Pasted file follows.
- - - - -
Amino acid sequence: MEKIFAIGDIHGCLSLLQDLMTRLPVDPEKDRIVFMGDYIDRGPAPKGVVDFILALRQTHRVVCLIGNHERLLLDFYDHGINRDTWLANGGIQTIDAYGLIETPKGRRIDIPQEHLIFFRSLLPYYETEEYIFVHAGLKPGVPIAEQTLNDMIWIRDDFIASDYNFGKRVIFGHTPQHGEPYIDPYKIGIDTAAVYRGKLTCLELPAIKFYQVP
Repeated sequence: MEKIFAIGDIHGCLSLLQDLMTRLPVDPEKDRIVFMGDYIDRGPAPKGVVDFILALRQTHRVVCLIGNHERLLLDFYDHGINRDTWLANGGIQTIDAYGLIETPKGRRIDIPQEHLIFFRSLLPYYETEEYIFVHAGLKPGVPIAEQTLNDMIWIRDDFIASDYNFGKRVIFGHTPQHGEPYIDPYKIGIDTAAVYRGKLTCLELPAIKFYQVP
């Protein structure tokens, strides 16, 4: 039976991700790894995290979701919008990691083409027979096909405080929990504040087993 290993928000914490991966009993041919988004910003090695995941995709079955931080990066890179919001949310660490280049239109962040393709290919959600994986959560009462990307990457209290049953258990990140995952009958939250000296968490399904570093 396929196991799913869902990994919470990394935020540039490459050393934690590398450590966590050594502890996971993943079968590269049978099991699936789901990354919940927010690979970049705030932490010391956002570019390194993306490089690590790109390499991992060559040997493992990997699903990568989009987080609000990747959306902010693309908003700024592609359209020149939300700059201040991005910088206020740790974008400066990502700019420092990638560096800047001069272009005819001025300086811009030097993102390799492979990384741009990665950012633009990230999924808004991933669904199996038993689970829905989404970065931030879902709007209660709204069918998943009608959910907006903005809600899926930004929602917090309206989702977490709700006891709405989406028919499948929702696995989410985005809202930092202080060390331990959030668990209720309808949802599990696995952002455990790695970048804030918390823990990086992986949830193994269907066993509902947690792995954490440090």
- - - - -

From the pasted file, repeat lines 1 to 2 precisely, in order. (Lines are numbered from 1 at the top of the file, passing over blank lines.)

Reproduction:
Amino acid sequence: MEKIFAIGDIHGCLSLLQDLMTRLPVDPEKDRIVFMGDYIDRGPAPKGVVDFILALRQTHRVVCLIGNHERLLLDFYDHGINRDTWLANGGIQTIDAYGLIETPKGRRIDIPQEHLIFFRSLLPYYETEEYIFVHAGLKPGVPIAEQTLNDMIWIRDDFIASDYNFGKRVIFGHTPQHGEPYIDPYKIGIDTAAVYRGKLTCLELPAIKFYQVP
Repeated sequence: MEKIFAIGDIHGCLSLLQDLMTRLPVDPEKDRIVFMGDYIDRGPAPKGVVDFILALRQTHRVVCLIGNHERLLLDFYDHGINRDTWLANGGIQTIDAYGLIETPKGRRIDIPQEHLIFFRSLLPYYETEEYIFVHAGLKPGVPIAEQTLNDMIWIRDDFIASDYNFGKRVIFGHTPQHGEPYIDPYKIGIDTAAVYRGKLTCLELPAIKFYQVP